Tomato Butter Sauce

I have heard fellow foodies rave about the genius of this recipe for years. Google Marcella Hazen’s Tomato Sauce and you’ll see what I mean.  It just sounded so simple, I found it hard to believe it could be as delicious as everyone was saying!  On the other hand, it is the definition of Italian cuisine – quality ingredients and restraint.

The original recipe is simple – simmer canned Italian tomatoes with an onion, butter, add a pinch of salt. The tomato sauce is entirely hands-off; you don’t even mince the onion.   Pull out the onion at the end, and you’re left with a bright, velvety tomato sauce rich and luscious from the butter.  Of course, even Marcella Hazen’s recipes are not sacrosanct in my kitchen. My interpretation uses a red onion (instead of yellow), a couple of cloves of smashed garlic, a bit of extra virgin olive oil, and (of course) some red chili pepper flakes.  Leave it chunky or purée it (my preference) for a smooth, creamy sauce.

I know you are asking why canned tomatoes?  Canned tomatoes are always in season. The tomatoes are harvested at the peak of ripeness, the moment they achieve the ideal taste, texture and color.  Instead of being carted away to the produce shelves across the country, they are immediately processed, so they maintain the sweet taste and balanced acidity of a perfectly vine-ripe tomato. 

Not all canned tomatoes are equal.  You will get the best tasting sauce if you use Italian canned tomatoes – grown and processed in Italy.  Don’t be fooled by tomatoes labeled San Marzano – check to see where they came from.  Of course, any good quality canned tomatoes will still make an acceptable sauce.  But Italian tomatoes are sweeter, rounder, less acidic and you will definitely taste the difference.  My favorite canned tomato is Cento San Marzano Tomatoes.  Pomi is another excellent Italian product.  Pomi does not use San Marzano tomatoes, but tomatoes grown and processed in Italy.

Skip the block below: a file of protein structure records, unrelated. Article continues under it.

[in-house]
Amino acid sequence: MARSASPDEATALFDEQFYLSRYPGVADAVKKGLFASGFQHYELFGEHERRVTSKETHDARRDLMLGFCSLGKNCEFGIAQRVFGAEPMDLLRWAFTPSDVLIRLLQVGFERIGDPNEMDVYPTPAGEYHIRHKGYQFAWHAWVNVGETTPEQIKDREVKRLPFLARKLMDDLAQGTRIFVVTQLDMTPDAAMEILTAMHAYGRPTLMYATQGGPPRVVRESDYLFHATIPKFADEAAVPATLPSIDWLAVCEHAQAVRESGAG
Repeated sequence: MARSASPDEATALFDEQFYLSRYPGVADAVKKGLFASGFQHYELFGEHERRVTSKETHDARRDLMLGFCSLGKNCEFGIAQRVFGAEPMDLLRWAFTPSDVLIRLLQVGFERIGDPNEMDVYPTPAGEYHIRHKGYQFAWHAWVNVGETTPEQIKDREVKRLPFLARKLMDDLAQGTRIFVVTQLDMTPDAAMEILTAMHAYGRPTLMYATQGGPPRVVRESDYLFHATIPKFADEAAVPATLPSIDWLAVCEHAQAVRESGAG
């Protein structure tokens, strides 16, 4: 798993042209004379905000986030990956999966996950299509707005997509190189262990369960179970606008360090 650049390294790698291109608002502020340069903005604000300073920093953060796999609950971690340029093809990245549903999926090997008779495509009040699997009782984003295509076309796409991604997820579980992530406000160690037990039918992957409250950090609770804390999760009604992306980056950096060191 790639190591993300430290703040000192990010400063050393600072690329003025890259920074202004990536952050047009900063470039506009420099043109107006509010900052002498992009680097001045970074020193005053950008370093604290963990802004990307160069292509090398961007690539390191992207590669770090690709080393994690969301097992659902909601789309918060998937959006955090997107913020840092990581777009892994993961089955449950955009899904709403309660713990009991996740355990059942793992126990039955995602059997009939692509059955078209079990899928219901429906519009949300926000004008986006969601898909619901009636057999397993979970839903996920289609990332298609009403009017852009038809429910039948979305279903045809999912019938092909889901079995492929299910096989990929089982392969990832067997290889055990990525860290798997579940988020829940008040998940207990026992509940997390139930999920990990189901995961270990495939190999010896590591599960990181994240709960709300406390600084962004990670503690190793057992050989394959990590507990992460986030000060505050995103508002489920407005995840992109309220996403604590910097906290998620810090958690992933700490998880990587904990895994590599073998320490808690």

If you have access to perfect summer tomatoes – and I do mean perfect – then by all means use them.  But you must remove the skins first.  You can find instructions for how to do this in the recipe.

This sauce won’t replace your favorite meaty sauces.  But it’s ridiculously simple and unbelievably delicious and versatile.  It is a nice alternative to traditional marinara sauce for pasta.  It makes a perfect pizza sauce.  Add it to risotto.  Serve it with grilled vegetables.  A touch of cream transforms it into a luscious Tomato Bisque Soup. Or forget about the pasta and use it as a dipping sauce for focaccia!      

Tomato Butter Sauce

This is perhaps the most famous recipe created by Marcella Hazan, the cookbook author who changed how Americans cook Italian food. It also may be her easiest. Four basic ingredients create a rich, velvety, deeply flavored sauce for pasta and so much more!
Author Rosalie D’Amico


  • 2 (28-ounce) cans Italian tomatoes (whole, peeled tomatoes or diced). You can also use 4 pounds of perfect plum tomatoes.
  • 6 tablespoons unsalted butter
  • 4 tablespoons extra-virgin olive oil
  • 1 large red onion, peeled and cut in half
  • 4 cloves garlic, peeled and smashed
  • teaspoons sea salt
  • ¼ to ½ teaspoon chili pepper flakes


  • Add the canned tomatoes and remaining ingredients to a saucepan. If you are using whole tomatoes, break them up with your hands or dice them and remove the stem core if necessary.
  • Bring to a gentle boil, reduce the heat to low, cover and simmer for 1½ to 2 hours.
  • Remove the onion. Marcella says to discard it. It is pretty tasty and I usually find some way to use it.
  • Serve the sauce chunky or purée to desired consistency using an immersion blender or food processor. The sauce is a delicious alternative to traditional marinara sauce for pasta. Add it to risotto in place of some of the liquid. Spoon it over grilled or steamed vegetables. A touch of cream transforms it into a luscious Tomato Bisque Soup. Or forget about the pasta and use it as a dipping sauce for focaccia!


Fresh Tomatoes.  If using fresh tomatoes: Bring a large pot of water to a rolling boil. Fill a large bowl half full of ice cubes and cold water. Using a sharp knife, cut a 1/4-inch-deep X on one end of each tomato. Place the scored tomatoes into the boiling water and cook until you see the skin starting to wrinkle and split, 1 to 2 minutes (be careful not to cook too long, or the tomatoes will become soft and difficult to handle). Using a slotted spoon, lift the tomatoes out of the pot and plunge them into the ice-cold water bath. Let sit for a few minutes to cool, then transfer the tomatoes to a cutting board and, using your hands, peel off their skins. Cut the tomatoes into 1/2-inch chunks (discard the cores at this point) and transfer them, along with all of their juices, into a Dutch oven or saucepan.
Canned Tomatoes – Diced vs. Whole.  Almost all diced tomatoes have added citric acid and calcium chloride which affects the taste, while several brands of whole tomatoes are processed without the additives. Taste and judge for yourself.
Gnocchi with Tomato Butter Sauce